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Technical Opinion: Online Auctions Hidden Metrics

  1. Introduction
  2. Listing Errors
  3. Seller Frustration
  4. Auction Fraud
  5. References
  6. Authors
  7. Footnotes
  8. Figures
  9. Tables

Most research articles to date in online auctions focus on the study of auction performance, such as auction success and ending bid price. Popular factors under scrutiny include starting bid, bid increment, auction duration, number and quality of the displayed pictures, seller and buyer feedback rating, payment method, buyer protection, among others. Clearly, these are what can be directly manipulated by sellers or observed by researchers. However, the number of online auctions that don’t result in valid transactions is astonishing, which leads us to call for a better understanding about unsuccessful auctions. Why are there so many of them and what can be done about it?

The online auctions literature has put disproportionate emphasis on explaining the bidding process, rather than the selling process. The focus of most research articles has been on explaining bid formation and bidder behavior. In practice, however, selling goods in a marketplace like eBay can be complicated for a novice seller, and cause a great deal of frustration, as so many parameters need to be appropriately chosen and all the necessary information listed.

We believe that there are important hidden metrics that directly affect sellers and are mostly overlooked by researchers. A better understanding of them can lead to an improved auction mechanism design that ends in a win-win-win situation for the auction house, sellers, as well as buyers. These metrics may not seem critical in the first glance but in actuality contribute to a significant extent the auction performance. The hidden metrics we are reporting here include auction listing errors, seller frustration, and auction fraud. As we present below, these metrics have a strong impact on all sellers, in particular inexperienced sellers.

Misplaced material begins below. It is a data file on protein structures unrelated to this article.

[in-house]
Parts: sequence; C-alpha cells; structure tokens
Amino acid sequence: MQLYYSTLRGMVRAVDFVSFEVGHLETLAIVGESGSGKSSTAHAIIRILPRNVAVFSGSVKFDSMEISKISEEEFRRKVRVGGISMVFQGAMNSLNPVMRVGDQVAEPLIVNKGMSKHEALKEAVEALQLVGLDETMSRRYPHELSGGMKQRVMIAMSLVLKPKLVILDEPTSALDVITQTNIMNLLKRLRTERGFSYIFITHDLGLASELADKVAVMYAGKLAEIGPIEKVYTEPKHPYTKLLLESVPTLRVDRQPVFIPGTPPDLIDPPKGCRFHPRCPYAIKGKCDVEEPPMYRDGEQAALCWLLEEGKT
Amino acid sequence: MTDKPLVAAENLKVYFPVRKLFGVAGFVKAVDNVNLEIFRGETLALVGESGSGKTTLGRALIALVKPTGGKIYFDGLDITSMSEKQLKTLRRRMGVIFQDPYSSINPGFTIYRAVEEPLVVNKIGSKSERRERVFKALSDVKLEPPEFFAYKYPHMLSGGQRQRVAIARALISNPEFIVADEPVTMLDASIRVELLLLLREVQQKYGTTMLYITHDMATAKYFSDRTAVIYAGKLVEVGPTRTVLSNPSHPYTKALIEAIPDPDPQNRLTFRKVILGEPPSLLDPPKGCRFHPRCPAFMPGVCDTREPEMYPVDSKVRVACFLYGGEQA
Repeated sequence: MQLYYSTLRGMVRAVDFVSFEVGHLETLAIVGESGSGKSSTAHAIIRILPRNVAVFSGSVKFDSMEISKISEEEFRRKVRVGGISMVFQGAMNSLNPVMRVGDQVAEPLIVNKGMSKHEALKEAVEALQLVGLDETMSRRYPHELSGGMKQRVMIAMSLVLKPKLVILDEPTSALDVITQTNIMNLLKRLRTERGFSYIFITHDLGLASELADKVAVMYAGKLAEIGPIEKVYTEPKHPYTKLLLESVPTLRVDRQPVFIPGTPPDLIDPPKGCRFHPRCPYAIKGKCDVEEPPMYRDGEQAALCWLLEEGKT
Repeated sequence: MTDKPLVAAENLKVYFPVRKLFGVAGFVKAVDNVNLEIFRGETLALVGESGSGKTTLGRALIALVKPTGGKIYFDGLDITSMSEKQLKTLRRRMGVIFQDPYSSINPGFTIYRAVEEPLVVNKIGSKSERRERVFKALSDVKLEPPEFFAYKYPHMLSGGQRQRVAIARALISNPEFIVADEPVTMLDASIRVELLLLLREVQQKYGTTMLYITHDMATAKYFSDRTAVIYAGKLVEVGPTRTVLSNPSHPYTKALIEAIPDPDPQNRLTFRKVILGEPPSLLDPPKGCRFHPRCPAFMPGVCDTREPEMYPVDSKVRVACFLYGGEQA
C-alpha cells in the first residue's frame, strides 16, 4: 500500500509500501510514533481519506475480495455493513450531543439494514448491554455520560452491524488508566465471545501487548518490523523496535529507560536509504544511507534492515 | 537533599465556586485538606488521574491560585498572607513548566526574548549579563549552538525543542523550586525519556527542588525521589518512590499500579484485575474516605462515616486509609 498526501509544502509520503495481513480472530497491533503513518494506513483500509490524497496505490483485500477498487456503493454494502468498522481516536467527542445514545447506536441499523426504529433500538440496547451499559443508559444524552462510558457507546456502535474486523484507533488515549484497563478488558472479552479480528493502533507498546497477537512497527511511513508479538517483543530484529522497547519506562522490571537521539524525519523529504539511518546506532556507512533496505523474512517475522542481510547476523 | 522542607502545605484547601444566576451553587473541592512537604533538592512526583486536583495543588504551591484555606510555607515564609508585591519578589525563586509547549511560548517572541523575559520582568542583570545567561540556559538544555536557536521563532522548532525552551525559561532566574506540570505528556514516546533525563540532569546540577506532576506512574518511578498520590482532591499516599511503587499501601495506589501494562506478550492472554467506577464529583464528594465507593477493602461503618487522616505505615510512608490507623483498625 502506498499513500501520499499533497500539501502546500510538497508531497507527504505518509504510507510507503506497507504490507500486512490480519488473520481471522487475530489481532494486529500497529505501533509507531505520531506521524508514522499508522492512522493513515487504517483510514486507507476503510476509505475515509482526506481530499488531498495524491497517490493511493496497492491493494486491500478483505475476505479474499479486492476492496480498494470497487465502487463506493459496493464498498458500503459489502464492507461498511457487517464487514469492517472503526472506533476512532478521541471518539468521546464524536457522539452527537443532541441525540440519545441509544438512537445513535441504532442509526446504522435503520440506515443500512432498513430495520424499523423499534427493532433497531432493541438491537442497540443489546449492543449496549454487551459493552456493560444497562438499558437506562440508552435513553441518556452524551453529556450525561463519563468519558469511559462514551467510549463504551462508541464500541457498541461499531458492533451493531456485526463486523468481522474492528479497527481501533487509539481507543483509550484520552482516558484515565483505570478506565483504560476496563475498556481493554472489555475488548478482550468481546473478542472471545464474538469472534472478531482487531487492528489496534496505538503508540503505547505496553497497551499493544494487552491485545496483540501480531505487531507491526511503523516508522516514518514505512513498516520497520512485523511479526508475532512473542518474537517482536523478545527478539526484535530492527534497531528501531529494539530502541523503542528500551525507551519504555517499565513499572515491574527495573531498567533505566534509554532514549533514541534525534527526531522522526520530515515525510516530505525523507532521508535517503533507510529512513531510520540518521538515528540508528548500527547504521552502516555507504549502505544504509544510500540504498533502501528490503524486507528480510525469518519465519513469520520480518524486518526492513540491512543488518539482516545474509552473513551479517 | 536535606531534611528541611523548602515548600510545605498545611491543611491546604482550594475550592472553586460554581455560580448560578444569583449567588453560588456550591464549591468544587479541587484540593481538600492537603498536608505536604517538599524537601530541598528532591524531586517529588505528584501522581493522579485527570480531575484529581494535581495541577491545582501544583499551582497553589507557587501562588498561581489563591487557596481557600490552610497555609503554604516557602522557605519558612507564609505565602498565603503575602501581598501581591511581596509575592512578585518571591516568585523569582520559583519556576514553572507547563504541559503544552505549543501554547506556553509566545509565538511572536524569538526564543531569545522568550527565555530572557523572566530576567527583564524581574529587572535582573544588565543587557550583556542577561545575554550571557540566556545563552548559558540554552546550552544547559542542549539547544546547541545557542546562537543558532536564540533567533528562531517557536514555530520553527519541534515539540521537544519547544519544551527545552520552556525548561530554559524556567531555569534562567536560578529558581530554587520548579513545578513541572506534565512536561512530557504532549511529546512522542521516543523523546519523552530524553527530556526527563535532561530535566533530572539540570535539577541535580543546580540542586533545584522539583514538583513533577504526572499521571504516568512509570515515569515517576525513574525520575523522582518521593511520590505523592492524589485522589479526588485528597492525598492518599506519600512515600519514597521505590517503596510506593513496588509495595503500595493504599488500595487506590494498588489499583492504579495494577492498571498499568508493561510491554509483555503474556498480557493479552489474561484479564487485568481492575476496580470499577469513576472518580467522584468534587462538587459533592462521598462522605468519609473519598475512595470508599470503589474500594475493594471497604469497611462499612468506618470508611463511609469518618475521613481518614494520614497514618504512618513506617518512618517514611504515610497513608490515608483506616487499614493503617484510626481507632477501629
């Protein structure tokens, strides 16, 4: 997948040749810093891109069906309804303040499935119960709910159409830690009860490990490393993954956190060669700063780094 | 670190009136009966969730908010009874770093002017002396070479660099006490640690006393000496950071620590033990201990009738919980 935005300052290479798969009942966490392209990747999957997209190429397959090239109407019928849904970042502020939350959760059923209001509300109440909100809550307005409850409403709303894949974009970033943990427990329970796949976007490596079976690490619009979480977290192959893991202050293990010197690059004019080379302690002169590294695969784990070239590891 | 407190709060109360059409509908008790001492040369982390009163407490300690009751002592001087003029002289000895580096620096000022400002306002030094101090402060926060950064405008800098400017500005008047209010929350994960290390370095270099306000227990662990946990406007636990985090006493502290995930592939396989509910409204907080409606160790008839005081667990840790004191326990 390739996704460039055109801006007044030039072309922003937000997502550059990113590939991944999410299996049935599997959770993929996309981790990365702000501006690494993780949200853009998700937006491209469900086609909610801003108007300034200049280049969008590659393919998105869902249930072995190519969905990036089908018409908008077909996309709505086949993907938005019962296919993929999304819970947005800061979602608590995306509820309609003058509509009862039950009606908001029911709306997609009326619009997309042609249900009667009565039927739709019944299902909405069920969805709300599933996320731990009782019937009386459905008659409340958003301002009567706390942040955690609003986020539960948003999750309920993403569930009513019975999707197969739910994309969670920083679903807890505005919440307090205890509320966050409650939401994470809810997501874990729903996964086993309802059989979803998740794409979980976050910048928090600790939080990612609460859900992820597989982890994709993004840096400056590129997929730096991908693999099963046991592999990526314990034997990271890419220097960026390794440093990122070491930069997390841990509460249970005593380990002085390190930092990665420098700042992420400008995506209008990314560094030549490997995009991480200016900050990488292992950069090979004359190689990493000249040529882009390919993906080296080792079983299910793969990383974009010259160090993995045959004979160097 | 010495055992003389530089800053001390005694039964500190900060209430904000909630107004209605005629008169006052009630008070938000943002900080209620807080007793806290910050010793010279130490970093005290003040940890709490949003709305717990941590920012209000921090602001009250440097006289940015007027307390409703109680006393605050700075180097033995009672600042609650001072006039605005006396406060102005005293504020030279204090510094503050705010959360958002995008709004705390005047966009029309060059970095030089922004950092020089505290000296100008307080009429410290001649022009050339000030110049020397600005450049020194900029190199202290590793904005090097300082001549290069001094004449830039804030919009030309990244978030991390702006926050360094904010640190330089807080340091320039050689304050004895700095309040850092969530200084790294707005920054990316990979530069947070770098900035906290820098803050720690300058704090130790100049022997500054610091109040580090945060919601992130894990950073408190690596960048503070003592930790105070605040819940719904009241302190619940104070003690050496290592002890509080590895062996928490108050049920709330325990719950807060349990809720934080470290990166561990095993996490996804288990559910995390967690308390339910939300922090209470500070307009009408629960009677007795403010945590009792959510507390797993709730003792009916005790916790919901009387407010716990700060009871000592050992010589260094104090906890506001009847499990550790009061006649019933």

We compare between relatively new sellers and more experienced sellers in each of the metrics. The intent is to uncover the correlations between seller experience and these metrics. Since the auction literature provides supporting evidence for better performance by experienced sellers in terms of their positive feedback ratings, findings in this study shed light in how differently sellers perform in these hidden metrics that might have contributed to an asymmetrical overall auction performance. It will be able to provide some guidance for new sellers in improving the outcome of their auctions.

Data used in this study include 23,355 auctions in eBay for Sony PlayStation 2 console. Data collection period spanned three and half months from June 2, 2005 to September 17, 2005. That is, all Sony PlayStation 2 eBay auctions that ended in the 3½-month period were included in our study. We chose Sony PlayStation 2 because it dominated the video game console market at the time of the data collection, indicating few interfering noises in our analysis. In addition, due to its market dominance, it has reasonable market thickness measured by number of listed auctions and daily bids.

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Listing Errors

Listing errors refer to seller mistakes in setting parameters for an auction, for example, mistakenly setting an extremely low reserve price. According to eBay policy, if a seller finds any listing error during the auction period, she has the right to cancel the auction. This cancellation action might frustrate bidders if bids have already been placed and the listing error(s) is to the bidders’ advantage. On the other hand, if the seller decides to continue the auction with the error(s) and honors the wrong listing, she might incur significant costs.